WASHINGTON (AFP) - United States Senate Republicans on Tuesday blocked a sweeping overhaul of a National Security Agency (NSA) programme that would have ended the government's controversial bulk collection of data about Americans.
The vote marks a blow for US President Barack Obama, who had supported the reforms, and sets up a showdown in coming months as key surveillance provisions expire in mid-2015.
The USA Freedom Act, also backed by Silicon Valley groups and major technology firms, marked an ambitious bipartisan effort to reform the nation's surveillance apparatus following the revelations of government spying by former security contractor Edward Snowden.
The measure earned a majority vote, 58-42, with four Republicans joining all but one Democrat in favor. But it fell short of the 60-vote threshold to overcome blocking tactics.
It would have reined in the NSA, whose clandestine programme has been scooping up vast amounts of electronic data on innocent US citizens as it pursues information on terror threats.
It would have replaced the NSA's blanket authority with a far narrower one allowing it to obtain call records from phone companies but only in specific cases.
"Obviously I'm disappointed by tonight's vote," said the Bill's sponsor, Senator Patrick Leahy.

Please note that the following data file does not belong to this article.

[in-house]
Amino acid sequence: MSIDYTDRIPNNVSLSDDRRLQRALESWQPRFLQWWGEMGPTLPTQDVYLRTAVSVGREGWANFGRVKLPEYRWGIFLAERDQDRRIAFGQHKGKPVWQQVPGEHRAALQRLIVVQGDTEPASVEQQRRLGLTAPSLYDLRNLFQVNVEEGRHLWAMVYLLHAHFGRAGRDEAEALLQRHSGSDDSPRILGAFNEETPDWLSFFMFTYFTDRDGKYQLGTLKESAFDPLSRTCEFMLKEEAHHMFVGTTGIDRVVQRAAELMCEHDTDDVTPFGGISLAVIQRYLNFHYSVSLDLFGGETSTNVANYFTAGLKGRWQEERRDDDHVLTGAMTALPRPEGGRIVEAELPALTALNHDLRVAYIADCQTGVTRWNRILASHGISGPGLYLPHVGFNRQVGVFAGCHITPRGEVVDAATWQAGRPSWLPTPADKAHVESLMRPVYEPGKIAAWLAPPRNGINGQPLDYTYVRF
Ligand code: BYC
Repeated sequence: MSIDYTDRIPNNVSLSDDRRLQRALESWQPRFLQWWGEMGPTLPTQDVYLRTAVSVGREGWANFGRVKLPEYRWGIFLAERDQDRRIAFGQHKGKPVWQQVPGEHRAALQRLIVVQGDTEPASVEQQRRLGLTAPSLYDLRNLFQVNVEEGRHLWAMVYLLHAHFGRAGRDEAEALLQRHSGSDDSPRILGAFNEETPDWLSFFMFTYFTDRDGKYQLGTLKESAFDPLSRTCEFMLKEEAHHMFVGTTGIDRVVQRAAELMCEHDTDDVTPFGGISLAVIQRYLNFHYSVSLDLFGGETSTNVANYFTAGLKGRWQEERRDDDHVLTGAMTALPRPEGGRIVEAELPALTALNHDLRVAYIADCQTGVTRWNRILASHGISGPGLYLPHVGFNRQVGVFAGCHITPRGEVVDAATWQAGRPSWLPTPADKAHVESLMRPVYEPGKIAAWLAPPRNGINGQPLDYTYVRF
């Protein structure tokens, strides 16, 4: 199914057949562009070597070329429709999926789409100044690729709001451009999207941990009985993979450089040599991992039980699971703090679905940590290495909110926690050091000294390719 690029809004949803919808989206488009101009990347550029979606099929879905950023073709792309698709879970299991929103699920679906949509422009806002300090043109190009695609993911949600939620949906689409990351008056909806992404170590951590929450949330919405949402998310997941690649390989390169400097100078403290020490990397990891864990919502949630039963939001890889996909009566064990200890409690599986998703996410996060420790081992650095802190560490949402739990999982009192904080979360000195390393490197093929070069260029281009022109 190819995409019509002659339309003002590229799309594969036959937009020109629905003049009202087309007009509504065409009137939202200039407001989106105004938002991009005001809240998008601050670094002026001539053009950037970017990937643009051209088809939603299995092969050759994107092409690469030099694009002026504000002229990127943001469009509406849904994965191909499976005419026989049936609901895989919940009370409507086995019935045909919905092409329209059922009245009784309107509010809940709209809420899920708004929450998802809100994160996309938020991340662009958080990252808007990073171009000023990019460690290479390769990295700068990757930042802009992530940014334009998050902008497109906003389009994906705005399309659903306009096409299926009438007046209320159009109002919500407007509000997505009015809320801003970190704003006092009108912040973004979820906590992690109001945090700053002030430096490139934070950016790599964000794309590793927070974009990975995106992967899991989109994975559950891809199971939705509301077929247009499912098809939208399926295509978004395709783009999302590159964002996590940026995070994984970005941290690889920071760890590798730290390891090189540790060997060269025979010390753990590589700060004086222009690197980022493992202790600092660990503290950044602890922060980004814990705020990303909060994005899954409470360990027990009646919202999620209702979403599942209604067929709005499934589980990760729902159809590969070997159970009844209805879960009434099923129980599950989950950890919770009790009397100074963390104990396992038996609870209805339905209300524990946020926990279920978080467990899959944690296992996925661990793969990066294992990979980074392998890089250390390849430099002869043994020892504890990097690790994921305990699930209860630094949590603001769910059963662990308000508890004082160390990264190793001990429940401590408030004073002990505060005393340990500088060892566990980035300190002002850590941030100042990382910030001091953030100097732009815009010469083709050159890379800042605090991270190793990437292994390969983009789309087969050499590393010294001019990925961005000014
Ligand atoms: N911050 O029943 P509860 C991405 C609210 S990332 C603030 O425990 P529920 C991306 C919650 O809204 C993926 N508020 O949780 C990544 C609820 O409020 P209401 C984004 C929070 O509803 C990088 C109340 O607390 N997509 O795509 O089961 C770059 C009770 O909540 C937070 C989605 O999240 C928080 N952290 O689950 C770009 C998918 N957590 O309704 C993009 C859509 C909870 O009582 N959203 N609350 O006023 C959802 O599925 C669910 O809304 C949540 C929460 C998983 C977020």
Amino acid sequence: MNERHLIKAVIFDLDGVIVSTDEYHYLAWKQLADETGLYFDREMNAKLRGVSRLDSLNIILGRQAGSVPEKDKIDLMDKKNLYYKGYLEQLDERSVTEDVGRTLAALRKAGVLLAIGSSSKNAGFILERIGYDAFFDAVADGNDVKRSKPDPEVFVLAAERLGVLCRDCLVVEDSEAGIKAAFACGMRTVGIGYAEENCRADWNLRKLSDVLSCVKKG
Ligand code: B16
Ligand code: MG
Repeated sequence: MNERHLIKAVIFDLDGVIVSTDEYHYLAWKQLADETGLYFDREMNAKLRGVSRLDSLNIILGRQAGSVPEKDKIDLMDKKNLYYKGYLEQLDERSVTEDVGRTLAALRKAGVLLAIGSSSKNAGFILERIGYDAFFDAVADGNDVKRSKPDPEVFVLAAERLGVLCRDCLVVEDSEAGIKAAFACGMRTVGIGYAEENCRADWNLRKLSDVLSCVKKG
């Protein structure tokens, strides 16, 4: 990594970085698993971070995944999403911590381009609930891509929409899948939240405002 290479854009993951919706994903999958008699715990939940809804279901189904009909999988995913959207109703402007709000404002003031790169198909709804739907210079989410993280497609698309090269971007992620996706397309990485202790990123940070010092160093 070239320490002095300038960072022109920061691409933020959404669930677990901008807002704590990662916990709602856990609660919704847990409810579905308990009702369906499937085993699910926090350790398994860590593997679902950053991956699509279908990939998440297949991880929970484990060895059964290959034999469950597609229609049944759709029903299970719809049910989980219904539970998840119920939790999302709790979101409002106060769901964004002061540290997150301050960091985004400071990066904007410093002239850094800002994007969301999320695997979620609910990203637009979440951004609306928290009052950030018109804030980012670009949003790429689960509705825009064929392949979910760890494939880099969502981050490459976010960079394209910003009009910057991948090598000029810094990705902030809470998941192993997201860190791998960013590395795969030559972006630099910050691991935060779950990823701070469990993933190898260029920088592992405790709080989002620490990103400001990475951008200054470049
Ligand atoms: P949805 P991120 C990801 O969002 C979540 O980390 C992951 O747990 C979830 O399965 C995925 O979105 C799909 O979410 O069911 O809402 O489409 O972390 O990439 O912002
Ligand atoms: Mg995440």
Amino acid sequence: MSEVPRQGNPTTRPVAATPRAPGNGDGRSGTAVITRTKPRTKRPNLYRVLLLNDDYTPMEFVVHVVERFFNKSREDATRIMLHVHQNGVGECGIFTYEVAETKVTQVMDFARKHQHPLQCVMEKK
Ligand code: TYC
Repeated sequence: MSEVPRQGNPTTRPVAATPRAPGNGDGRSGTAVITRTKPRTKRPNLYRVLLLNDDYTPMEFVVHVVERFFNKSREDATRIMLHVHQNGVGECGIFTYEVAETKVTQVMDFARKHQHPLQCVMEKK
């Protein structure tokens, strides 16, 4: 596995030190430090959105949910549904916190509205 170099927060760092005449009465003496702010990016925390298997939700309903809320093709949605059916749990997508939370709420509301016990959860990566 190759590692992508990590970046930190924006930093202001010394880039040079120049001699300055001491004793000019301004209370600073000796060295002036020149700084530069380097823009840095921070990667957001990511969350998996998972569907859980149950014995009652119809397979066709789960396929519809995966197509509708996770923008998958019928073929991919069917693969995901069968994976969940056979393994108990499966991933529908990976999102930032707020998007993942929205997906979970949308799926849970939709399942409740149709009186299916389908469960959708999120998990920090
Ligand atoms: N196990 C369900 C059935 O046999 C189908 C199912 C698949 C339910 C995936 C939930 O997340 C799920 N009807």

"This lifelong Vermonter will not give up the fight."
Proponents had been eager to progress before January, when they envision a more difficult path for the Bill in a new Congress controlled by Mr Obama's Republican foes, after the GOP swept to victory this month in midterm elections.
The Bill would have crucially modified the Patriot Act, hastily approved in the aftermath of the September 2001 attacks on the United States, by changing the secret Foreign Intelligence Surveillance Court to include a panel of advocates who would argue for civil liberties.
The reforms are likely to face another test next year, as the Patriot Act's Section 215, which contains the legal justification for the dragnet phone metadata programme, comes up for renewal in June.